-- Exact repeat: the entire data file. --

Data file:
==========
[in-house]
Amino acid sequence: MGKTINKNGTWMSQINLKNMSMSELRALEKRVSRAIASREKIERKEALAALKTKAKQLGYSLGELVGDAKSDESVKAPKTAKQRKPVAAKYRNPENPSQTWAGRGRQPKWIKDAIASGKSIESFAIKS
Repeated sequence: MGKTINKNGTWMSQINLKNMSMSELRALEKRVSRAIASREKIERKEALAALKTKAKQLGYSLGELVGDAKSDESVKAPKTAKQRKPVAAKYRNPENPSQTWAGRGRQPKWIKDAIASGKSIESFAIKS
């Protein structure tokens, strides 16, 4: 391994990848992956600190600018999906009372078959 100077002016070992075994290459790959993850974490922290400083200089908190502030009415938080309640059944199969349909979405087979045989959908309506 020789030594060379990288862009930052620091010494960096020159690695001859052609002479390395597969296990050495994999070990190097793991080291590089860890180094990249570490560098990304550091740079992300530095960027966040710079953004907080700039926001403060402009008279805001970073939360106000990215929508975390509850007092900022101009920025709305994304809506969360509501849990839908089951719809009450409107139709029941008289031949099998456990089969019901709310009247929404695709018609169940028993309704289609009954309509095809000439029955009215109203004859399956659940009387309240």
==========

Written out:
[in-house]
Amino acid sequence: MGKTINKNGTWMSQINLKNMSMSELRALEKRVSRAIASREKIERKEALAALKTKAKQLGYSLGELVGDAKSDESVKAPKTAKQRKPVAAKYRNPENPSQTWAGRGRQPKWIKDAIASGKSIESFAIKS
Repeated sequence: MGKTINKNGTWMSQINLKNMSMSELRALEKRVSRAIASREKIERKEALAALKTKAKQLGYSLGELVGDAKSDESVKAPKTAKQRKPVAAKYRNPENPSQTWAGRGRQPKWIKDAIASGKSIESFAIKS
């Protein structure tokens, strides 16, 4: 391994990848992956600190600018999906009372078959 100077002016070992075994290459790959993850974490922290400083200089908190502030009415938080309640059944199969349909979405087979045989959908309506 020789030594060379990288862009930052620091010494960096020159690695001859052609002479390395597969296990050495994999070990190097793991080291590089860890180094990249570490560098990304550091740079992300530095960027966040710079953004907080700039926001403060402009008279805001970073939360106000990215929508975390509850007092900022101009920025709305994304809506969360509501849990839908089951719809009450409107139709029941008289031949099998456990089969019901709310009247929404695709018609169940028993309704289609009954309509095809000439029955009215109203004859399956659940009387309240």